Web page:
In the recent INTC analyst day, management delivered an upbeat and optimistic outlook for 2012-13, with expectations of continued PC-Datacenter growth and 25% growth in the Intel architecture segment into 2013. But management believe growth from Ultrabooks and new Handsets-Tablet markets is more challenging. While INTC has been able to capture better value and ASPs in the PC market with integration, they believe increasing wafer costs and declining ASPs pose a different set of challenges in the smartphone-tablet market.
I think that the market has doubts if Intel can lead the future tablet/mobile Industry and that is reflected in the current INTC valuation. Intel shares are currently trading at 11x P/E, a discount to the peer group, as well as the S&P 500. Moreover, it is at the low end of the historical range of 8.9x to 29.7x P/E.
I am a buyer of INTC at these levels because I think the Company will innovate and lead the future smartphone/tablet market. If that happens, expect material appreciation in INTC shares.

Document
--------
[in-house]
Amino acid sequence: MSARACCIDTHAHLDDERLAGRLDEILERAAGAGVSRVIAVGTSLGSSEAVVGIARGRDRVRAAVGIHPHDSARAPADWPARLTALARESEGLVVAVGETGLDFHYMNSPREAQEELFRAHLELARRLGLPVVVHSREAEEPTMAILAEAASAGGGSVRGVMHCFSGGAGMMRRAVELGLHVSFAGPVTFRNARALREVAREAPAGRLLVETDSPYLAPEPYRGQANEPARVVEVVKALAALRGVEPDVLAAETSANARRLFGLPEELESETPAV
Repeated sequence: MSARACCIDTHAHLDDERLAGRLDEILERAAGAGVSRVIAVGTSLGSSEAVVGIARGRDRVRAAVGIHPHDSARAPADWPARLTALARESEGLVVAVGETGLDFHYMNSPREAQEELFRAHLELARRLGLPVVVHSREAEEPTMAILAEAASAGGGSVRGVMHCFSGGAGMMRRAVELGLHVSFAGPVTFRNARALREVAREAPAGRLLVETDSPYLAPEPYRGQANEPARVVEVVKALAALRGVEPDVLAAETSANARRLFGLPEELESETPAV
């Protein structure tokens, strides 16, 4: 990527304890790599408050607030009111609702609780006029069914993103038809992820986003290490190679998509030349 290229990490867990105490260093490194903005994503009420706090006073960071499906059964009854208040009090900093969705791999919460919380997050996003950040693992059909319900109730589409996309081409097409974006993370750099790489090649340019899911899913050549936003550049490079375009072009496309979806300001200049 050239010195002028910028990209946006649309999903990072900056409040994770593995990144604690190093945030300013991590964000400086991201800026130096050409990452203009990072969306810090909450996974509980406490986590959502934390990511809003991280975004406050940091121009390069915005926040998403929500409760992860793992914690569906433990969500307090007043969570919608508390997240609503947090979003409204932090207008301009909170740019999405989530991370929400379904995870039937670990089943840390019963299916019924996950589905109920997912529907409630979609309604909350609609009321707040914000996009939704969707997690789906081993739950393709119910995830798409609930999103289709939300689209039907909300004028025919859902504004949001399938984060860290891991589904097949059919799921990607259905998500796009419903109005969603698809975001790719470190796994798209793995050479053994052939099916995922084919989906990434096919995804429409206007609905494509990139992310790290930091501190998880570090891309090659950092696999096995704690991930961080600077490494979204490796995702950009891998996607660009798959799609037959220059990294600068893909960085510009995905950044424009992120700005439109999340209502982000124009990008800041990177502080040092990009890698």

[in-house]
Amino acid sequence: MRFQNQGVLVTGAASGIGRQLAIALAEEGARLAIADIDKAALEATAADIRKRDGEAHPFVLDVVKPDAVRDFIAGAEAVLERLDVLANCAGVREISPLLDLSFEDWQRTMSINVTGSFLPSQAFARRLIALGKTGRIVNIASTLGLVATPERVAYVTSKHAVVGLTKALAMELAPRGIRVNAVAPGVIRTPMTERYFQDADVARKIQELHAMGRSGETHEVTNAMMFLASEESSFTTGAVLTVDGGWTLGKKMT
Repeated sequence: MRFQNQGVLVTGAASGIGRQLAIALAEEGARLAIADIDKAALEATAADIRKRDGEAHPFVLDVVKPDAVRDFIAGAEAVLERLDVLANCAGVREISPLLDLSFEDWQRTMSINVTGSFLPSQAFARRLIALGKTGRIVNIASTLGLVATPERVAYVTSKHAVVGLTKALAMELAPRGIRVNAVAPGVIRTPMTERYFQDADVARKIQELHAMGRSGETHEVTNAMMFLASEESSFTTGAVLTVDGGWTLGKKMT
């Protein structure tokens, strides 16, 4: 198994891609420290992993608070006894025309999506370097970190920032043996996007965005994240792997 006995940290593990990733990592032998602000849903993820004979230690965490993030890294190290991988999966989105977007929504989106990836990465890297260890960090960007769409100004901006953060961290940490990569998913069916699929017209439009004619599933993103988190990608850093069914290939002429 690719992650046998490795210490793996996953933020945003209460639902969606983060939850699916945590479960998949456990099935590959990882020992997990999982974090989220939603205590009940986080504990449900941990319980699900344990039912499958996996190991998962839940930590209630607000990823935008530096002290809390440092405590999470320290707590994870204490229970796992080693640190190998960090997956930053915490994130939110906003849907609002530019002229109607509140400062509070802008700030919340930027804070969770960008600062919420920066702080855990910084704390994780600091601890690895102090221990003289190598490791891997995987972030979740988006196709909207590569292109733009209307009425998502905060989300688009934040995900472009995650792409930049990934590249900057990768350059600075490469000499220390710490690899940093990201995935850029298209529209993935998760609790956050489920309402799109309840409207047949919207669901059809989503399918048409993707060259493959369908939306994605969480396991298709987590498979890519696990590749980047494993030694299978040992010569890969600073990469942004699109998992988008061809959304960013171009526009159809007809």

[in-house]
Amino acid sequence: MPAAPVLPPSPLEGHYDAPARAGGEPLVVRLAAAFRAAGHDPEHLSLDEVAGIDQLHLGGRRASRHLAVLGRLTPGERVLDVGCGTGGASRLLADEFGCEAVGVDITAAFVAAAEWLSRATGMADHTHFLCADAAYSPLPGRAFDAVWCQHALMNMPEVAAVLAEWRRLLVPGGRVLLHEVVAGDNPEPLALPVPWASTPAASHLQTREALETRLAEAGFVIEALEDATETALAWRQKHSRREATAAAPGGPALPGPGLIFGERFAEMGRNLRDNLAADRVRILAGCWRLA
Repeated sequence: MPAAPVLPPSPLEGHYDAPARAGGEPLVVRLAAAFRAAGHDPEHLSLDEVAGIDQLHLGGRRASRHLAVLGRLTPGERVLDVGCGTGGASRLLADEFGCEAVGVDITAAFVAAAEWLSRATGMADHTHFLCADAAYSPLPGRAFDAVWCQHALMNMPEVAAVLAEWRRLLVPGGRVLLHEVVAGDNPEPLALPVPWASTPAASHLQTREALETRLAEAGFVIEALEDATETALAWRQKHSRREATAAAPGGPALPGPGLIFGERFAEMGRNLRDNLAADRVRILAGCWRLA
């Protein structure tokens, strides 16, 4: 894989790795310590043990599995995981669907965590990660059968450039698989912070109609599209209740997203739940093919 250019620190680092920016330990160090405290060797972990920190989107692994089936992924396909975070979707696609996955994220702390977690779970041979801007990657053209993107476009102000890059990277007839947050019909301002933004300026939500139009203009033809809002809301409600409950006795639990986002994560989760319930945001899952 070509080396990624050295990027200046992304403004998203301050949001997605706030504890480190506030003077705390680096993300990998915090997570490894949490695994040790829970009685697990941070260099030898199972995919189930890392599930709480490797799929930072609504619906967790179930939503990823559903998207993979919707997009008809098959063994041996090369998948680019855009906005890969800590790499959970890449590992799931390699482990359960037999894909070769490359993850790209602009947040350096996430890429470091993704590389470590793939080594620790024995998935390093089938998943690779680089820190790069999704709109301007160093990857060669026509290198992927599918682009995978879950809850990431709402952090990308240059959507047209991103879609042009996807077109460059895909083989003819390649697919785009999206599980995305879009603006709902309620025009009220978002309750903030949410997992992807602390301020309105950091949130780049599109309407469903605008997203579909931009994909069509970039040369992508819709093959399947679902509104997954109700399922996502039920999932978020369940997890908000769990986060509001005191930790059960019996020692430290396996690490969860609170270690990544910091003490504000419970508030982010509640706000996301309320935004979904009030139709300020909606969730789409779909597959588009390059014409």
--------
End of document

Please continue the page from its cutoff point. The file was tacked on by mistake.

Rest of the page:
Other stocks that Van Der Berg likes
Recently KeyBanc Capital Markets upgraded HSC to Buy from Hold and sets target price at $27 saying they view management change as a positive catalyst to drive shareholder value creation. KeyBank says with the bar reset on earnings expectations and stock price, they see compelling risk/reward opportunity in HSC shares. An interesting stock to analyze.
I think that NEM bet is based on a view that Gold Companies has not risen as the commodity. Current bullion prices generate healthy cash flows for producers, but equities continue to lag. Some investors consider that major producers are evolving into value plays. Since the beginning of 2011, a significant disconnect has developed between the price of bullion and the precious metal equity sector. While this glaring disparity is first in the minds of precious metal equity investors, I believe that the major producers have become attractive value and yield plays. I do not feel comfortable investing in this sector but NEM could be interesting considering that Gold Companies eventually have to match the rise in bullion prices.